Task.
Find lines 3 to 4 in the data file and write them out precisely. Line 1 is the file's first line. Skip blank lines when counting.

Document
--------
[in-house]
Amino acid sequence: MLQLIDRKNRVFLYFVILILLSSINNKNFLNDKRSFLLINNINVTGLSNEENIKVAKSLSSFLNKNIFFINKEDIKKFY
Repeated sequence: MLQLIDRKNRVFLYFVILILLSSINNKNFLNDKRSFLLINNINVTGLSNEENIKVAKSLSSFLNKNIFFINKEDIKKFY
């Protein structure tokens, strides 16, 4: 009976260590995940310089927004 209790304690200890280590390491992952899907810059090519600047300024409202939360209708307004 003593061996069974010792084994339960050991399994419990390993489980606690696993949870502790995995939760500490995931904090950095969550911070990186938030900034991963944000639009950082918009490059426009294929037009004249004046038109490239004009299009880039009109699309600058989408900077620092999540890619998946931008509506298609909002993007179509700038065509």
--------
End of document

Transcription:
Repeated sequence: MLQLIDRKNRVFLYFVILILLSSINNKNFLNDKRSFLLINNINVTGLSNEENIKVAKSLSSFLNKNIFFINKEDIKKFY
């Protein structure tokens, strides 16, 4: 009976260590995940310089927004 209790304690200890280590390491992952899907810059090519600047300024409202939360209708307004 003593061996069974010792084994339960050991399994419990390993489980606690696993949870502790995995939760500490995931904090950095969550911070990186938030900034991963944000639009950082918009490059426009294929037009004249004046038109490239004009299009880039009109699309600058989408900077620092999540890619998946931008509506298609909002993007179509700038065509």